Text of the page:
Max Planck Institute for Dynamics and Self-Organization -- Department for Nonlinear Dynamics and Network Dynamics Group
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BCCN/BFNT AG-Seminar

Tuesday, 31.01.2012 17 c.t.

The physics of nerves, anesthesia and lipid membrane channels

by Prof. Dr. Thomas Heimburg
from Niels Bohr Institute, University of Copenhagen, Denmark

Contact person: Andreas Neef

Location

Ludwig Prandtl lecture hall

Abstract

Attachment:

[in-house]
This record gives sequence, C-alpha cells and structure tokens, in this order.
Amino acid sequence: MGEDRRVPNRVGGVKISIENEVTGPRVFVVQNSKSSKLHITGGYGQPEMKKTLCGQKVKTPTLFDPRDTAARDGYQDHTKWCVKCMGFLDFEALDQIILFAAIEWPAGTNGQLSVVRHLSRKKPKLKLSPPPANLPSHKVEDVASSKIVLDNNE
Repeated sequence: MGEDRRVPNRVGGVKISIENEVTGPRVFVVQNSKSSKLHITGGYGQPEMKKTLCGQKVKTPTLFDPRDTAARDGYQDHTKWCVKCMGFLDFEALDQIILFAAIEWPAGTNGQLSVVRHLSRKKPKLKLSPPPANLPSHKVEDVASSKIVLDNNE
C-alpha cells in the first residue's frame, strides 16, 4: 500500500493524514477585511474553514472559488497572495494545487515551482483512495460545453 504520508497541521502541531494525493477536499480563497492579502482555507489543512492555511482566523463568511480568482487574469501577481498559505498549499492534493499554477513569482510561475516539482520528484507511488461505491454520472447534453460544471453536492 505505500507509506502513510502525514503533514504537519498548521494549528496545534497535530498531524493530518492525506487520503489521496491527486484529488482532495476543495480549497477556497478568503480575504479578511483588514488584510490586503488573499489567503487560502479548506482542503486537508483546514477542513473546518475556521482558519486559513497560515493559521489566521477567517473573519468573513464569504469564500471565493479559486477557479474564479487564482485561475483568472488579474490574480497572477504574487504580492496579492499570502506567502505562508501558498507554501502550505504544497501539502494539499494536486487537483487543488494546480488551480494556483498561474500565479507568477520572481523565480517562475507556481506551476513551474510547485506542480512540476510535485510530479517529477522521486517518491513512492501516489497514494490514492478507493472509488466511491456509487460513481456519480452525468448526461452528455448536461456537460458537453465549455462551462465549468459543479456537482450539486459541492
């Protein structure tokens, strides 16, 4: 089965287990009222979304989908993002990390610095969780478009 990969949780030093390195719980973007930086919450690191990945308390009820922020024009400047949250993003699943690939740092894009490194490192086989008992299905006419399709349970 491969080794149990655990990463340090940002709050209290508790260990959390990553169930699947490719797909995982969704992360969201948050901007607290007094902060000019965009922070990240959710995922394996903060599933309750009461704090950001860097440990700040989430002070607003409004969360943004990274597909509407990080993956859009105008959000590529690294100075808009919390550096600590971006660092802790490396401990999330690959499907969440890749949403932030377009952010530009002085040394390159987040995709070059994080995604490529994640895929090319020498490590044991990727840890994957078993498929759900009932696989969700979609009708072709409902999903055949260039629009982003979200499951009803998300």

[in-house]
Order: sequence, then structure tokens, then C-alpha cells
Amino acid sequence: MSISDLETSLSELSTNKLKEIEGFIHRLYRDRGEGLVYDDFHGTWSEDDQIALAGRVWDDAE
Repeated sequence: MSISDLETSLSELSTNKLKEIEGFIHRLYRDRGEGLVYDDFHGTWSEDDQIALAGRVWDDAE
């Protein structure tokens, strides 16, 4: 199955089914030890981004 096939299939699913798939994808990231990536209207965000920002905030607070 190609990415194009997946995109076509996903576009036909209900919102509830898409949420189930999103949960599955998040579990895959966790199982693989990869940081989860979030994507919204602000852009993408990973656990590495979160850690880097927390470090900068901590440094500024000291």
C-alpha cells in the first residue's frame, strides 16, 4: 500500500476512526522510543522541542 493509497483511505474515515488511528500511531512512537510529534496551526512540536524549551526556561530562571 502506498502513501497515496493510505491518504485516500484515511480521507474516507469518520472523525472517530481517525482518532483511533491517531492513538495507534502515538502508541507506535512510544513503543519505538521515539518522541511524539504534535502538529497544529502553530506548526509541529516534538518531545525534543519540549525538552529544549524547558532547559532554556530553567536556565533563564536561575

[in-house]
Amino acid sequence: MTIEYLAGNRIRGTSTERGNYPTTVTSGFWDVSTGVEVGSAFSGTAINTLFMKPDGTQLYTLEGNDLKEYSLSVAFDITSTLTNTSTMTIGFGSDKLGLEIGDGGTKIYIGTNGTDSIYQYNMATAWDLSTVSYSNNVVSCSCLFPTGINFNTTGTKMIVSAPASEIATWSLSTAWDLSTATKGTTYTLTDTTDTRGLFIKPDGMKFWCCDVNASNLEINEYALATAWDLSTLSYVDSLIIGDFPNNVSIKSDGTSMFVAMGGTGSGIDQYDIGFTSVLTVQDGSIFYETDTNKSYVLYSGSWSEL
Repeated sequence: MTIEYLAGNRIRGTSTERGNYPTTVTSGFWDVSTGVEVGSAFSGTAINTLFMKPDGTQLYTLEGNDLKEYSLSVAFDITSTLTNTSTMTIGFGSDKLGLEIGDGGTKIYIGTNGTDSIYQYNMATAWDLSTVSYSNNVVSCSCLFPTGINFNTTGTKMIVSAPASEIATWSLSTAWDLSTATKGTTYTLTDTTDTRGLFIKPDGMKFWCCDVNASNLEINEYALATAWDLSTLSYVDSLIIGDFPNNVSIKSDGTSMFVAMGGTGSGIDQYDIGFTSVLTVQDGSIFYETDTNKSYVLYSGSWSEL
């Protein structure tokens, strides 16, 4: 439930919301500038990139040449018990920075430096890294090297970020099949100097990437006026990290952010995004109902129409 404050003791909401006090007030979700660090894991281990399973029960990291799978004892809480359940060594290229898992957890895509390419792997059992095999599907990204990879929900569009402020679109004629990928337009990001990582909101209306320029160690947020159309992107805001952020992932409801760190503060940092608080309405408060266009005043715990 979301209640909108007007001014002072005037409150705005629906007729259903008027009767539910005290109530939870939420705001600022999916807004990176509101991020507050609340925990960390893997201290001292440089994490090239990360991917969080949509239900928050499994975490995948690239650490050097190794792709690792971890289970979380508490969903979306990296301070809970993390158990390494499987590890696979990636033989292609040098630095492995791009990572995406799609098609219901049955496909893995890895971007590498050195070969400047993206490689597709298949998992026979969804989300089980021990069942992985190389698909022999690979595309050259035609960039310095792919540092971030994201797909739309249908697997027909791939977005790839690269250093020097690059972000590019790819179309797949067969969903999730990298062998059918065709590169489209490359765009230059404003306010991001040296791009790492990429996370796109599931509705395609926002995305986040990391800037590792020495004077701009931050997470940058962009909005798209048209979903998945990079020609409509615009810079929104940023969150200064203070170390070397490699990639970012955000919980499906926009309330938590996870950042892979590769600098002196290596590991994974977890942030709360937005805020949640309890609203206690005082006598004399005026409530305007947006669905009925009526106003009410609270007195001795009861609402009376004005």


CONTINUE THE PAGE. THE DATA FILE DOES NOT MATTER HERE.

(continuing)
At physiological temperature, many biomembranes are found in a physical state slightly above the melting transition of the membrane lipids. We show that this condition gives rise to the possibility of the propagation of electromechanical pulses (solitons) in membrane cylinders that share many properties with the action potential in nerves. Among those properties are the reversible heat change measured in nerves under the influence of the action potential, a mechanical shortening and thickening of the nerve, but also the excitability by voltage, local cooling, and by mechanical stimulus. Depending on boundary conditions one can obtain voltage pulse trains with minimum pulse distance (refractory periods) and undershoot (hyperpolarization). The underlying physics is that of the fluctuation-dissipation theorem that contains strict thermodynamic couplings between heat capacity, compressibility and lifetimes of membrane processes. It contains a role for all thermodynamic variables (not only voltage). We show that our electromechanical picture also contains a mechanism for anesthesia that lies in the melting point depression caused by these drugs, in agreement with the well-known Meyer-Overton correlation for anesthetics. The presence of anesthetics results in the reduction of the membrane excitability. Further, a direct consequence of the membrane fluctuations is the observation of spontaneous formation of ion-channel-like conduction events in the pure lipid membrane indistinguishable from those attributed to ion channel proteins. Since the theory is of macroscopic thermodynamic nature it does not make statements on processes on the molecular scale. However, it is mostly consistent with known pharmacology provided that the macroscopic conservation of heat is maintained. Summarizing, we provide thermodynamic picture for many excitatory processes in biomembranes that let pulse propagation, ion conductance, and action of drugs all be part of one self-consistent physical description.

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